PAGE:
Join us on Saturday, November 21st at 1:00pm EST for a presentation by Dr. Shannen Dee Williams of Villanova University on the history of Black Catholics in the United States how the Catholic Church must implement practices of reparative justice to achieve peace. This presentation will take place on Zoom Webinar and will allow time for Q&A.
Registration fee: $40.
For more information, contact John Green.
Dr. Shannen Dee Williams is the Albert Lepage Assistant Professor of History at Villanova University. A historian of the African-American experience with research and teaching specializations in women’s, religious, and black freedom movement history, Williams is completing her first book, Subversive Habits: Black Catholic Nuns in the Long African-American Freedom Struggle, with Duke University Press.
Dr. Williams’ research has been supported by a host of fellowships, grants, and awards, including a Scholar-in-Residence Fellowship at the Schomburg Center for Research in Black Culture in New York City, a Charlotte W. Newcombe Doctoral Fellowship in Religion and Ethics from the Woodrow Wilson National Foundation, an Albert J. Beveridge Grant from the American Historical Association, the Huggins-Quarles Award from the Organization of America Historians, and the John Tracy Ellis Dissertation Award from the American Catholic Historical Association. Her work has been published in the Journal of African-American History, American Catholic Studies, America Magazine, the National Catholic Reporter, the Catholic News Service, and Religion Dispatches.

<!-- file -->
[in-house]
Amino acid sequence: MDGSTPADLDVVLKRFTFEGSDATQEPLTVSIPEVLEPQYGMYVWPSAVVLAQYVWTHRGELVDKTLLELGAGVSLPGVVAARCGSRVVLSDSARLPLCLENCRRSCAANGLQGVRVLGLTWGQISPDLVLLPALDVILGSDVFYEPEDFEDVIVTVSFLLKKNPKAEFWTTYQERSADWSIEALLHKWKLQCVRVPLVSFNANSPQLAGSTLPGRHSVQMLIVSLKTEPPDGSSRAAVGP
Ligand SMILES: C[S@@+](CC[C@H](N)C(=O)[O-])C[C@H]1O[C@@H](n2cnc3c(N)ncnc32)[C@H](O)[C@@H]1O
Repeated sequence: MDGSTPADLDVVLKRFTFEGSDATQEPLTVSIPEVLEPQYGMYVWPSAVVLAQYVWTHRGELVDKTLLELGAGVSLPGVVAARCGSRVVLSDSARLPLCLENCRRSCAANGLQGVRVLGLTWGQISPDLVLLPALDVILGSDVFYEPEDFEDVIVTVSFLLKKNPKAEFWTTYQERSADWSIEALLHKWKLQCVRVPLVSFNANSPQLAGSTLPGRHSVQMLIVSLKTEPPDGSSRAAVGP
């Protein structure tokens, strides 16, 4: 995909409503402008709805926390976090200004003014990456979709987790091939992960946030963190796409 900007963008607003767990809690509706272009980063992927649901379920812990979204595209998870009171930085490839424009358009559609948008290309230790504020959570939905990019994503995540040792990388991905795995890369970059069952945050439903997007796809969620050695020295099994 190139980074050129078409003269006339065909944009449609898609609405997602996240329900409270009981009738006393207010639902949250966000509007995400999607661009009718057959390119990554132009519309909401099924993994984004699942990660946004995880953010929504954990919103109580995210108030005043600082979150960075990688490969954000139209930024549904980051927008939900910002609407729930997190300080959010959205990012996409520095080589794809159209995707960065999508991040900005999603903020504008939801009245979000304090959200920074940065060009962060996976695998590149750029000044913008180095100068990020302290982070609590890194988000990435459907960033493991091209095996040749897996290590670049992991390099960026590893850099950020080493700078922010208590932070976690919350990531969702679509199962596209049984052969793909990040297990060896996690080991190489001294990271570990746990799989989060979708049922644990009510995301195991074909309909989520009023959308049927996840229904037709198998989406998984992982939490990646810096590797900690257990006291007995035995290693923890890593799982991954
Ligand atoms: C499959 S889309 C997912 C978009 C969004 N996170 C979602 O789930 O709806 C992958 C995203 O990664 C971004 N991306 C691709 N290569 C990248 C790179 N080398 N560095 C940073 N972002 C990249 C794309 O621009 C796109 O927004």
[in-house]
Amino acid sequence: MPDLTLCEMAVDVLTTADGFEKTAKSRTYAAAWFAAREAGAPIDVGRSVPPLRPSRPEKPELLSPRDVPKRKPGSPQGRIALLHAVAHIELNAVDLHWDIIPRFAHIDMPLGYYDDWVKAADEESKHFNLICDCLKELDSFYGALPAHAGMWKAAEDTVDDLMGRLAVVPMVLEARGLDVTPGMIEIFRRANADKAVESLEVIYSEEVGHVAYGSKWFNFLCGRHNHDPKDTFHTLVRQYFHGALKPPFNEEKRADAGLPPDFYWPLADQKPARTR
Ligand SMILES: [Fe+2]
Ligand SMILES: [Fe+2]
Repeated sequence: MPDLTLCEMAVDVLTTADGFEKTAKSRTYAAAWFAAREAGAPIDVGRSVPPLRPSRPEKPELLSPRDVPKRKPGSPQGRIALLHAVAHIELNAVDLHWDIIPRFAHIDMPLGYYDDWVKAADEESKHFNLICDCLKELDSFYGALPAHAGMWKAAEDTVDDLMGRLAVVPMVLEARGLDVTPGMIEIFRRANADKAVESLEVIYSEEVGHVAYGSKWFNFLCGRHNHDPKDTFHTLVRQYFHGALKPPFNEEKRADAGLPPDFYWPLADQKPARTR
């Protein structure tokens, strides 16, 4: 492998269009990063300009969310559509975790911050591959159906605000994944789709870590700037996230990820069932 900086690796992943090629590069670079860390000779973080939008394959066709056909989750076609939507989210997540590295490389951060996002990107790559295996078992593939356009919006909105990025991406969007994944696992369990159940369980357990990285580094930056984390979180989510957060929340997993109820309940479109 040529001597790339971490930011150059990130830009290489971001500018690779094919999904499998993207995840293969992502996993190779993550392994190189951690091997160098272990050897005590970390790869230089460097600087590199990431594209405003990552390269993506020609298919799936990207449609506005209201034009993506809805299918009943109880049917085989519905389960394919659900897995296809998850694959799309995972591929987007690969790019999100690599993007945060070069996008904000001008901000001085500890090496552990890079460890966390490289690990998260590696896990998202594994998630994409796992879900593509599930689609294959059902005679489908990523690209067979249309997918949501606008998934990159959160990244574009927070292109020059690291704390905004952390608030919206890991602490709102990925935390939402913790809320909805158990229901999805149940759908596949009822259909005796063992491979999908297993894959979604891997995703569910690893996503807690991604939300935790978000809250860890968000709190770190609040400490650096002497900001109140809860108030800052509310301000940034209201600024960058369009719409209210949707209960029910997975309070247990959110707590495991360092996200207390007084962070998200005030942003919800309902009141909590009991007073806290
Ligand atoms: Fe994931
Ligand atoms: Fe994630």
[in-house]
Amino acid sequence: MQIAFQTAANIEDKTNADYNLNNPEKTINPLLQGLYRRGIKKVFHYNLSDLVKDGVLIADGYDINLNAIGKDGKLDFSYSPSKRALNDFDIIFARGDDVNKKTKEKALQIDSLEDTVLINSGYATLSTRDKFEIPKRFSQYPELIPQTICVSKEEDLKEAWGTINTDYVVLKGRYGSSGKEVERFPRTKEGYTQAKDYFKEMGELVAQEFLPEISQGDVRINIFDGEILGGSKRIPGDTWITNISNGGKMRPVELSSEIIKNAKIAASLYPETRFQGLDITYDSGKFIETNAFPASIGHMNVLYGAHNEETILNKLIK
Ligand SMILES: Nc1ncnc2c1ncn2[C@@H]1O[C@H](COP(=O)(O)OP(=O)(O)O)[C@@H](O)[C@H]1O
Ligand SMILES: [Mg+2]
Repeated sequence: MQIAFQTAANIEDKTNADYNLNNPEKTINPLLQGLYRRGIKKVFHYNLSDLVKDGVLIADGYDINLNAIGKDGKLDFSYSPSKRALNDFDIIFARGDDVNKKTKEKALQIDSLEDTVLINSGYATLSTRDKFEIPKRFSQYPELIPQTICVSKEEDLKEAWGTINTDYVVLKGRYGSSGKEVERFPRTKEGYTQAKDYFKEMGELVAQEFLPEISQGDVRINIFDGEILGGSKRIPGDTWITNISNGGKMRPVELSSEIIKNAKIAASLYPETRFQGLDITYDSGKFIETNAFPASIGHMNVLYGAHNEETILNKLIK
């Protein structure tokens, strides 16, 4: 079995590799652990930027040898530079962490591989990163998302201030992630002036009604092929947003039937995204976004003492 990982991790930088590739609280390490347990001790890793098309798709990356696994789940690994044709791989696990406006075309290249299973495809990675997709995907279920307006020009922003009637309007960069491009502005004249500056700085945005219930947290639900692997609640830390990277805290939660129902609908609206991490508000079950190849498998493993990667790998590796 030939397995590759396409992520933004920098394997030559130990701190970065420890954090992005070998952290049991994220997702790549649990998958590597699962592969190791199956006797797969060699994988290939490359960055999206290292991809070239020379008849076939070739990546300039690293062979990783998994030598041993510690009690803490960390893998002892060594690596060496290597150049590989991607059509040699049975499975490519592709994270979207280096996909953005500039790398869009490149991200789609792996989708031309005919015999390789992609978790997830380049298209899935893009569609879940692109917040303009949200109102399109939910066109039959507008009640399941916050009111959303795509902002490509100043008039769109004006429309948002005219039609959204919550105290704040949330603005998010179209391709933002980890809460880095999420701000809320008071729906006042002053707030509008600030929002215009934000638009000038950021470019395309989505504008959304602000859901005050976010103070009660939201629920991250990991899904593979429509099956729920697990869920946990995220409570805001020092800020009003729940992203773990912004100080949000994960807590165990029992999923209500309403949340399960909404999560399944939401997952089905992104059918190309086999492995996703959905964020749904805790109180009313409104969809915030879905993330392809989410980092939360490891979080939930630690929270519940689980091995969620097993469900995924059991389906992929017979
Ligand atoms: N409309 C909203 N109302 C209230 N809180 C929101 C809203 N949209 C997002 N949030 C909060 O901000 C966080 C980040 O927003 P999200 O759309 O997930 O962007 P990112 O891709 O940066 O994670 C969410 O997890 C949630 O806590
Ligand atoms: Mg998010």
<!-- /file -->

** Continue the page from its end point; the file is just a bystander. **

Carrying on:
A Distinguished Lecturer for the Organization of American Historians, Dr. Williams received the Mary Magdalene Award from the Southeast Pennsylvania chapter of the Women’s Ordination Conference in 2020 for her work in helping to amplify the voices of black Catholic women and girls in church history. In 2018, Williams received the inaugural Sister Christine Schenk Award for Young Catholic Leadership from FutureChurch for using history to foster racial justice and reconciliation in religious congregations of women.